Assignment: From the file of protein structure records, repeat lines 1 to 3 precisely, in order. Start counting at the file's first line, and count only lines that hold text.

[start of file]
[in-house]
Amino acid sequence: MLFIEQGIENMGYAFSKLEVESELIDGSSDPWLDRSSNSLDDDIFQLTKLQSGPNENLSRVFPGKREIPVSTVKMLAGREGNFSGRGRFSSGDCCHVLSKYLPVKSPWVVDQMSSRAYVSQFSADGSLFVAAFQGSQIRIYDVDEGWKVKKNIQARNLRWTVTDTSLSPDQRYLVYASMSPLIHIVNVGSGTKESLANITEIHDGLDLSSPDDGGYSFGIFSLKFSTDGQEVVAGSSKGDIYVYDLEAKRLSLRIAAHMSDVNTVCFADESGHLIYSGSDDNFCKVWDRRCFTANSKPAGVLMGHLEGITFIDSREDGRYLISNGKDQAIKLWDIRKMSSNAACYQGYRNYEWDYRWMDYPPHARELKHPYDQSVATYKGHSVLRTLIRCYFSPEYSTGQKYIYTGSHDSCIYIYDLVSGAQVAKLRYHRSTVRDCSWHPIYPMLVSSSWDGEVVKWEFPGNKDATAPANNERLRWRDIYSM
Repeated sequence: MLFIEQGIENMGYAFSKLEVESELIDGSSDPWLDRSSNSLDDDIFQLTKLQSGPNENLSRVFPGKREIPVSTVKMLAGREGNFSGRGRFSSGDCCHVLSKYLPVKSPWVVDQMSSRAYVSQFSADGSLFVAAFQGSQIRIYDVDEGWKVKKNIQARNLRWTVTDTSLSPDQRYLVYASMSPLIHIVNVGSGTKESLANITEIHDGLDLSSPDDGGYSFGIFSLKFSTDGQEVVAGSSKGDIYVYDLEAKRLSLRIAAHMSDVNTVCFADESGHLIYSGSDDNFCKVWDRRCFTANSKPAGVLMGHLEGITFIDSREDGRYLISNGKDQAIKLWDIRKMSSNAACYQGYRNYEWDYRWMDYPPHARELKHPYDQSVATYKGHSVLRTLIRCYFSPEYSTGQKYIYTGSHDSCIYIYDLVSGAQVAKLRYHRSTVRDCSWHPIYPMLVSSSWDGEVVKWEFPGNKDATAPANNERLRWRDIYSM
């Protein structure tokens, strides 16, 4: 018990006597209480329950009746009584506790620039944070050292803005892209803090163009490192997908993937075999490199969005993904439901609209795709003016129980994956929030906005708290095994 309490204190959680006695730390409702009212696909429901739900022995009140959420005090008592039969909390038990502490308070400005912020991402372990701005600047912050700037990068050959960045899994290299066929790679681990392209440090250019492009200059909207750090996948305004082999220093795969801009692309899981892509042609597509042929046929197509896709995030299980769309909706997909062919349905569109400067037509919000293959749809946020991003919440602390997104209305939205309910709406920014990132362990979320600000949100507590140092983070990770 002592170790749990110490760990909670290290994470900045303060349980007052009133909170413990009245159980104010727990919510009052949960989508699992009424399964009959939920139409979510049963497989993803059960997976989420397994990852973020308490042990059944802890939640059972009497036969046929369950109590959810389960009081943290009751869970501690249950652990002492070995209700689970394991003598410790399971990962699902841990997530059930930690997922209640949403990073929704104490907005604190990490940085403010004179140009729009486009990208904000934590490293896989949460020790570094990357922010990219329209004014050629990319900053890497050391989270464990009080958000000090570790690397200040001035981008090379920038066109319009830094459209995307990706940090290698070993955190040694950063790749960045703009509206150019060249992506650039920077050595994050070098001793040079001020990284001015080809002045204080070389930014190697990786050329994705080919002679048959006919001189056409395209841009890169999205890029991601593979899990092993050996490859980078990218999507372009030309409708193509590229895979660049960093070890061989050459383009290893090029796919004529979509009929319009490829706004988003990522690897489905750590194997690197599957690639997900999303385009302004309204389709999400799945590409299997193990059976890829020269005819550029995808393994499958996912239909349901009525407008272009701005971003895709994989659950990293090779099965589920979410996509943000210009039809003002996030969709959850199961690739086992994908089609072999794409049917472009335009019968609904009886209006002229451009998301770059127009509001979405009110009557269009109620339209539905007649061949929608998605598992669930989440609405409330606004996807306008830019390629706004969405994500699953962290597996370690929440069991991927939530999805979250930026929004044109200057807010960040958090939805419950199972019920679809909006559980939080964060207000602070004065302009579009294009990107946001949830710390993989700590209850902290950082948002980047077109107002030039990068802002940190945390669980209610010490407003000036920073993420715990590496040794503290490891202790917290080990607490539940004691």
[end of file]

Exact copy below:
[in-house]
Amino acid sequence: MLFIEQGIENMGYAFSKLEVESELIDGSSDPWLDRSSNSLDDDIFQLTKLQSGPNENLSRVFPGKREIPVSTVKMLAGREGNFSGRGRFSSGDCCHVLSKYLPVKSPWVVDQMSSRAYVSQFSADGSLFVAAFQGSQIRIYDVDEGWKVKKNIQARNLRWTVTDTSLSPDQRYLVYASMSPLIHIVNVGSGTKESLANITEIHDGLDLSSPDDGGYSFGIFSLKFSTDGQEVVAGSSKGDIYVYDLEAKRLSLRIAAHMSDVNTVCFADESGHLIYSGSDDNFCKVWDRRCFTANSKPAGVLMGHLEGITFIDSREDGRYLISNGKDQAIKLWDIRKMSSNAACYQGYRNYEWDYRWMDYPPHARELKHPYDQSVATYKGHSVLRTLIRCYFSPEYSTGQKYIYTGSHDSCIYIYDLVSGAQVAKLRYHRSTVRDCSWHPIYPMLVSSSWDGEVVKWEFPGNKDATAPANNERLRWRDIYSM
Repeated sequence: MLFIEQGIENMGYAFSKLEVESELIDGSSDPWLDRSSNSLDDDIFQLTKLQSGPNENLSRVFPGKREIPVSTVKMLAGREGNFSGRGRFSSGDCCHVLSKYLPVKSPWVVDQMSSRAYVSQFSADGSLFVAAFQGSQIRIYDVDEGWKVKKNIQARNLRWTVTDTSLSPDQRYLVYASMSPLIHIVNVGSGTKESLANITEIHDGLDLSSPDDGGYSFGIFSLKFSTDGQEVVAGSSKGDIYVYDLEAKRLSLRIAAHMSDVNTVCFADESGHLIYSGSDDNFCKVWDRRCFTANSKPAGVLMGHLEGITFIDSREDGRYLISNGKDQAIKLWDIRKMSSNAACYQGYRNYEWDYRWMDYPPHARELKHPYDQSVATYKGHSVLRTLIRCYFSPEYSTGQKYIYTGSHDSCIYIYDLVSGAQVAKLRYHRSTVRDCSWHPIYPMLVSSSWDGEVVKWEFPGNKDATAPANNERLRWRDIYSM